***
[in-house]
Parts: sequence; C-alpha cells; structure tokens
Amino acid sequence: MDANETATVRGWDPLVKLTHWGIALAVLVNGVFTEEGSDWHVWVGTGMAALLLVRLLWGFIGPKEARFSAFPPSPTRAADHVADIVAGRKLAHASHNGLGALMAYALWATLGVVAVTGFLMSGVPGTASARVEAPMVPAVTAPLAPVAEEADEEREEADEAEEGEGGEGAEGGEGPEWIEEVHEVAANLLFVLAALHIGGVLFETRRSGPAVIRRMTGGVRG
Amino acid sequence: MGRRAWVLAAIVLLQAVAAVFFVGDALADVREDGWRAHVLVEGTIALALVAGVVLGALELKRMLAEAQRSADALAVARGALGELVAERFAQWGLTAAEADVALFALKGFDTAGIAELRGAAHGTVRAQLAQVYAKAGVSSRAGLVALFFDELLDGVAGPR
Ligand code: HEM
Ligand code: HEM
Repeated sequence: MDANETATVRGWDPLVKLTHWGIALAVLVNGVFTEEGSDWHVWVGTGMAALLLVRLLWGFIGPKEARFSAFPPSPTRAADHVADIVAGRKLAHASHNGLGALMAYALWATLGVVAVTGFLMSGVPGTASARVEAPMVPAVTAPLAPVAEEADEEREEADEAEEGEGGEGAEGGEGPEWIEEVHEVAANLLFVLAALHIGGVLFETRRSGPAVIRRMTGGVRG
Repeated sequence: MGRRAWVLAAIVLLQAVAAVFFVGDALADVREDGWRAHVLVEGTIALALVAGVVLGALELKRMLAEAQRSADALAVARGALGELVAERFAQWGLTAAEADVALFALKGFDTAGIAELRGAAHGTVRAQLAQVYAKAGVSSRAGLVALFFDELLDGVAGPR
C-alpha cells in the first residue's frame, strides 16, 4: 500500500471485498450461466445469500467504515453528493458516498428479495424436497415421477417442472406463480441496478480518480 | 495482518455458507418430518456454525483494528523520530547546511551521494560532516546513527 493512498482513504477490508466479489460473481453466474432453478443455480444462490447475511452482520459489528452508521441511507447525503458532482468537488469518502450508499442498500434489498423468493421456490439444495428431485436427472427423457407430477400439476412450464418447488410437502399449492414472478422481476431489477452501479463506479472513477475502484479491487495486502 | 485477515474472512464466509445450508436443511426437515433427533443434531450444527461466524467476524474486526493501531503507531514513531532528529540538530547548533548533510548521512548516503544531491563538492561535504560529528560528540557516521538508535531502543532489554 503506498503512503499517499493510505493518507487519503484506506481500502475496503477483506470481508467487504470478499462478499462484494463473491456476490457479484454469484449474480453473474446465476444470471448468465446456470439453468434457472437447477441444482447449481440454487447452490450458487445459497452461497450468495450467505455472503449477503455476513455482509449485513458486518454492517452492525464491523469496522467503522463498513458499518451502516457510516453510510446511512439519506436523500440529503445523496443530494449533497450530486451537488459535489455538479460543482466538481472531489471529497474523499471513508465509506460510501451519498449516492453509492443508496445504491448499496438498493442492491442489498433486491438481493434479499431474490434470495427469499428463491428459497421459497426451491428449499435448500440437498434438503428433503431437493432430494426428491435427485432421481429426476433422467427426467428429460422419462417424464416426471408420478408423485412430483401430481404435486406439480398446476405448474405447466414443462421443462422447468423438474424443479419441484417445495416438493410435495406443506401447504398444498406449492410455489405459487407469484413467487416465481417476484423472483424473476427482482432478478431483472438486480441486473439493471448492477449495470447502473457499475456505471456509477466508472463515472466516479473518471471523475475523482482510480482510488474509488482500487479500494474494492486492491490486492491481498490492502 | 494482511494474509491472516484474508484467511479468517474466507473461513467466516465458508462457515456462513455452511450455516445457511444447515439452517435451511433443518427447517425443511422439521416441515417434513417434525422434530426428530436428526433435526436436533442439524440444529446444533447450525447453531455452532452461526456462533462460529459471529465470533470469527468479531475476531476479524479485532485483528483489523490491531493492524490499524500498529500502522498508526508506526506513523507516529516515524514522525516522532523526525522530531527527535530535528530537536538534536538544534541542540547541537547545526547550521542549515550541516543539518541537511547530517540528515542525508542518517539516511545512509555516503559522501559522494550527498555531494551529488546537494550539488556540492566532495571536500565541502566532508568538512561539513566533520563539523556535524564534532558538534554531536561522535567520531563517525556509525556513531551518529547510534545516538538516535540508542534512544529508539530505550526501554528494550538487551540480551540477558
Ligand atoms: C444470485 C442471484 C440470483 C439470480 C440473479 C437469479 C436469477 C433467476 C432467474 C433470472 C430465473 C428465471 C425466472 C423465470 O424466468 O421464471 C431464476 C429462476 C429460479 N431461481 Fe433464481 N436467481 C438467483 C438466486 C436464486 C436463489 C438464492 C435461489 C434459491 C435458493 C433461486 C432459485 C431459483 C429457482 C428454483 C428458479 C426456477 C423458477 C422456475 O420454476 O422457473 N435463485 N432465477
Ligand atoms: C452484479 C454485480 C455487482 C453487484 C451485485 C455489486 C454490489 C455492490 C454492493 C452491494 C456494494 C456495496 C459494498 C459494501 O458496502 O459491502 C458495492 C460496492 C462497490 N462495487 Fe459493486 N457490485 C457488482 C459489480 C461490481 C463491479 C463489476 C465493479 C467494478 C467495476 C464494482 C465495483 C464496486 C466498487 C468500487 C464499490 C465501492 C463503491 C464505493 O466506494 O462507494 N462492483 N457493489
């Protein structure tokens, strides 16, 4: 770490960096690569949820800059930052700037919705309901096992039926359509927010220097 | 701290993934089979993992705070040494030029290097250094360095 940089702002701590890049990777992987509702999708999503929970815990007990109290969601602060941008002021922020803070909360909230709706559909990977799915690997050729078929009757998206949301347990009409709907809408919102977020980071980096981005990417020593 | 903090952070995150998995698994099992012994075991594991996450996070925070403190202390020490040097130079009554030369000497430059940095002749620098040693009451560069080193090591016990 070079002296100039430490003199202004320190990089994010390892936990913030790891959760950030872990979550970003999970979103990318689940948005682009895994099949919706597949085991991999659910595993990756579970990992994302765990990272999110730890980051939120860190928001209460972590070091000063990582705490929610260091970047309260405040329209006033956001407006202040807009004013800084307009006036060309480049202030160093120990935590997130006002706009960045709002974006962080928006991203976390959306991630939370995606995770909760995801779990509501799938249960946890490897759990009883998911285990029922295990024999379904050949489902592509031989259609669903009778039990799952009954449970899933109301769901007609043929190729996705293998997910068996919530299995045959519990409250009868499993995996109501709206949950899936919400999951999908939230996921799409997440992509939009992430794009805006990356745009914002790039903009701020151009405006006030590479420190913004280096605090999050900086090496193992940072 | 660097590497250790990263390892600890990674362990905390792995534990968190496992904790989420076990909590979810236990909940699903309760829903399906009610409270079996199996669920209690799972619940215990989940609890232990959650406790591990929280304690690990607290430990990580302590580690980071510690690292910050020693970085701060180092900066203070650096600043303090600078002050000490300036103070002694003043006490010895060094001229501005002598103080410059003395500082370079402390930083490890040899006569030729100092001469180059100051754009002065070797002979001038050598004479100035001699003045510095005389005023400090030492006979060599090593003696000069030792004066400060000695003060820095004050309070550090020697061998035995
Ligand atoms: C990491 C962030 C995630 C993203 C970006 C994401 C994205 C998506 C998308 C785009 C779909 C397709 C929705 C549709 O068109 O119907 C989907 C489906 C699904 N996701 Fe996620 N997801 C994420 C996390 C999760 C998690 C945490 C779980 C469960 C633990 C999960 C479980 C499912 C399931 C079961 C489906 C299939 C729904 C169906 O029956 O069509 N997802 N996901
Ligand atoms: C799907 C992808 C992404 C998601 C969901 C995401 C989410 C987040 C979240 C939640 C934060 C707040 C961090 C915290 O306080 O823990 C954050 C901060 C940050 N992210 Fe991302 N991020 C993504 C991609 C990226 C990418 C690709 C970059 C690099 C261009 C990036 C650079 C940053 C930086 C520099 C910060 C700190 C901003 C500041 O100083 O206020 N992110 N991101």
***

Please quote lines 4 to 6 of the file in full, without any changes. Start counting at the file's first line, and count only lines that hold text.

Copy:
Amino acid sequence: MGRRAWVLAAIVLLQAVAAVFFVGDALADVREDGWRAHVLVEGTIALALVAGVVLGALELKRMLAEAQRSADALAVARGALGELVAERFAQWGLTAAEADVALFALKGFDTAGIAELRGAAHGTVRAQLAQVYAKAGVSSRAGLVALFFDELLDGVAGPR
Ligand code: HEM
Ligand code: HEM